Afghanistan Abandoned: President Ghani leaves Kabul as Taliban are at the gates

The fall of Saigon comparison with the fall and abandonment of Kabul

The Taliban seized more major cities as they raced to take full control of Afghanistan and inched closer to Kabul, with Britain and the United States deploying thousands of troops to evacuate their citizens from the capital.

President Ashraf Ghani’s departure comes hours after the Taliban ordered their fighters to the outskirts of Kabul and demanded a peaceful transfer of power.

Asked for comment, the president’s office said it “cannot say anything about Ashraf Ghani’s movement for security reasons”. A representative of the Taliban, which entered the capital Kabul earlier on Sunday, said the group was checking on Ghani’s whereabouts.

An Afghanistan government delegation will travel to Qatar on Sunday to meet with representatives of the Taliban, an Afghanistan negotiator said.

The Taliban now control ‘multiple’ Kabul districts in Kabul claiming they are there to “ensure security.”

Reuters news agency cited a spokesman for the group as saying they now control the centers of 11 districts of the capital.

Reuters cited a NATO official as saying that all commercial flights to and from Kabul airport have been suspended and only military aircraft are allowed to operate.

The closure comes as US and European embassies attempt to evacuate their nationals and diplomatic staff.

Fawzi Koofi, a member of the Kabul negotiating team, confirmed to Reuters the delegation would meet with the Taliban in the Gulf state after the militant group earlier entered Kabul.

A source familiar with the matter said the Afghan delegation and Taliban representatives would discuss a transition of power, adding that officials from the United States would also be involved. Senior official Abdullah Abdullah will be part of the Afghan delegation.

A spokesman for the Taliban said it expects a peaceful transition of power in the next few days. Suhail Shaheen said the group would protect the rights of women, as well as freedoms for media workers and diplomats.

“We assure the people, particularly in the city of Kabul, that their properties, their lives are safe,” the spokesman said in an interview with the BBC.

“Our leadership had instructed our forces to remain at the gates of Kabul, not to enter the city.

“We are awaiting a peaceful transfer of power,” he said, adding the Taliban expected that to happen in a matter of days.

Earlier on Sunday an interior ministry official in Afghanistan said the militant Islamist group was coming into Kabul “from all sides” but gave no further details.

A tweet from the Afghan presidential palace account said firing had been heard at a number of points around Kabul but that security forces, in coordination with international partners, had control of the city.

A Taliban official said the group did not want any casualties as it took charge but had not declared a ceasefire.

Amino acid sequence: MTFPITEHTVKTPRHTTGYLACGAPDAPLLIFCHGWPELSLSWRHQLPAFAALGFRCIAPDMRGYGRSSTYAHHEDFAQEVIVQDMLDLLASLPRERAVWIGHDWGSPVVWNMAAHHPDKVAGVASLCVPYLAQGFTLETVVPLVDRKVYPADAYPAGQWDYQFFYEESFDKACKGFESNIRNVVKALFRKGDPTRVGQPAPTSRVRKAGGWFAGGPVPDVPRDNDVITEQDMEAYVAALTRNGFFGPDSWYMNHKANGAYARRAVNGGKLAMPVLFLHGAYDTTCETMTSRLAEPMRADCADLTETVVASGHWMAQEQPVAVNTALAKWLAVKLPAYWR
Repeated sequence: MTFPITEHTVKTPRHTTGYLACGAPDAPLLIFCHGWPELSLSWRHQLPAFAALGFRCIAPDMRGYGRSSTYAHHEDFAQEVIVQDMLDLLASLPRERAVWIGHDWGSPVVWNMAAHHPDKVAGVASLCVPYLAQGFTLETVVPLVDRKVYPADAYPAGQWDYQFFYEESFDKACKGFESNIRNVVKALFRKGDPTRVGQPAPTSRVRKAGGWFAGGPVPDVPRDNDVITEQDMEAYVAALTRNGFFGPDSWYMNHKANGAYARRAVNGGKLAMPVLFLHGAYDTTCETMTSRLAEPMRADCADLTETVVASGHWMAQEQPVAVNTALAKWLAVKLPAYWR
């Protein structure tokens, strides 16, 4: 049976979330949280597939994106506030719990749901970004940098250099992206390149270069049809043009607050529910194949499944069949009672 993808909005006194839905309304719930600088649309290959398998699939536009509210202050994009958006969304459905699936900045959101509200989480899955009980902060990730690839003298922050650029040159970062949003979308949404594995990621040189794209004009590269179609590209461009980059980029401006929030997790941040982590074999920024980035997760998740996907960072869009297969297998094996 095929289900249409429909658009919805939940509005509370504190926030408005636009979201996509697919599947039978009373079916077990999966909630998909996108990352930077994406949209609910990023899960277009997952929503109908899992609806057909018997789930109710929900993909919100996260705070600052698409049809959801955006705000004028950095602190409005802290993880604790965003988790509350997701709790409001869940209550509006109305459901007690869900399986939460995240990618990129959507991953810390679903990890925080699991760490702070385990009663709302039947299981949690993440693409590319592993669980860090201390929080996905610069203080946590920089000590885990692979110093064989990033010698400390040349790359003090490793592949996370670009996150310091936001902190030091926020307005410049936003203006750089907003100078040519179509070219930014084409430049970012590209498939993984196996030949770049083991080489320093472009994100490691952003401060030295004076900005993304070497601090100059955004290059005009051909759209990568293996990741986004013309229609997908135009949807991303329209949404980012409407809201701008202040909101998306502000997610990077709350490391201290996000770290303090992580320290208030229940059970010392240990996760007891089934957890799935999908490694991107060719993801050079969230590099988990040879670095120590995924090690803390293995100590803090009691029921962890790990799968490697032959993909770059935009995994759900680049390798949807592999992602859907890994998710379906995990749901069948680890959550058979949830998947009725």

Tony Blair selling war

selfieblair 1
Tony Blair selfie: If an iconic picture is one that speaks to our feelings, this anti-war montage is an icon of our time. It was popularised with a little help from street artist Banksy when he included it in a Christmas grotto installation on Oxford Street, London. Campaign magazine praised it as an advert. Now it is on view at the Imperial War Museum in Manchester in an exhibition about contemporary art and war. Although the show includes conceptual responses to war by such art world luminaries as Steve McQueen and Jeremy Deller, it is “Tony Blair’s crazed selfie”

‘To the Afghan people we make this commitment … We will not walk away, as the outside world has done so many times before’

16/08/2021 Western countries walked away leaving the Afghan people to their fates.

It was with that promise Tony Blair and the Labour Party took the UK into yet another war.

“To the Afghan people we make this commitment. The conflict will not be the end. We will not walk away, as the outside world has done so many times before.

If the Taliban regime changes, we will work with you to make sure its successor is one that is broad-based, that unites all ethnic groups, and that offers some way out of the miserable poverty that is your present existence.

And, more than ever now, with every bit as much thought and planning, we will assemble a humanitarian coalition alongside the military coalition so that inside and outside Afghanistan, the refugees, millions on the move even before September 11, are given shelter, food and help during the winter months.

The world community must show as much its capacity for compassion as for force.

The critics will say: but how can the world be a community? Nations act in their own self-interest. Of course they do. But what is the lesson of the financial markets, climate change, international terrorism, nuclear proliferation or world trade? It is that our self-interest and our mutual interests are today inextricably woven together.

This is the politics of globalisation.


20 years later the cost of Blairs so-called politics of globalization is measured in the blood of 456 British military deaths, 64,100 Afgan military and police deaths, 71,000 civilian deaths, a total of 241,000 killed in this Afghan conflict and a broken promise, a people left abandoned.

The UK have a moral duty to open its doors to the Afghan refugees who are now abandoned.

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